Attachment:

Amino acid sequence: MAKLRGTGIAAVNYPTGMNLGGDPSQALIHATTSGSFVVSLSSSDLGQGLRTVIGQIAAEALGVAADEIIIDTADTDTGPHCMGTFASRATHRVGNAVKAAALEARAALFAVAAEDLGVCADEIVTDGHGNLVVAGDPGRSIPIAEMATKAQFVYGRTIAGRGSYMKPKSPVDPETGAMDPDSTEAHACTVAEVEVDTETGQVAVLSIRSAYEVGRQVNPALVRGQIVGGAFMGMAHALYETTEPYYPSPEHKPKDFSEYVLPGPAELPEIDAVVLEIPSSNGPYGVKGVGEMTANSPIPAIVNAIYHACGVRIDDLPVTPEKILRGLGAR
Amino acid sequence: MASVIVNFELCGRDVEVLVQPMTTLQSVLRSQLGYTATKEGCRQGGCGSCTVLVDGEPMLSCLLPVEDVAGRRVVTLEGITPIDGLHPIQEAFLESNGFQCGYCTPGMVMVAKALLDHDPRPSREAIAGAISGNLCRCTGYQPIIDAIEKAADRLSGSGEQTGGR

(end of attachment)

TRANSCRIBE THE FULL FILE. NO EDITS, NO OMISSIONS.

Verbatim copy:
Amino acid sequence: MAKLRGTGIAAVNYPTGMNLGGDPSQALIHATTSGSFVVSLSSSDLGQGLRTVIGQIAAEALGVAADEIIIDTADTDTGPHCMGTFASRATHRVGNAVKAAALEARAALFAVAAEDLGVCADEIVTDGHGNLVVAGDPGRSIPIAEMATKAQFVYGRTIAGRGSYMKPKSPVDPETGAMDPDSTEAHACTVAEVEVDTETGQVAVLSIRSAYEVGRQVNPALVRGQIVGGAFMGMAHALYETTEPYYPSPEHKPKDFSEYVLPGPAELPEIDAVVLEIPSSNGPYGVKGVGEMTANSPIPAIVNAIYHACGVRIDDLPVTPEKILRGLGAR
Amino acid sequence: MASVIVNFELCGRDVEVLVQPMTTLQSVLRSQLGYTATKEGCRQGGCGSCTVLVDGEPMLSCLLPVEDVAGRRVVTLEGITPIDGLHPIQEAFLESNGFQCGYCTPGMVMVAKALLDHDPRPSREAIAGAISGNLCRCTGYQPIIDAIEKAADRLSGSGEQTGGR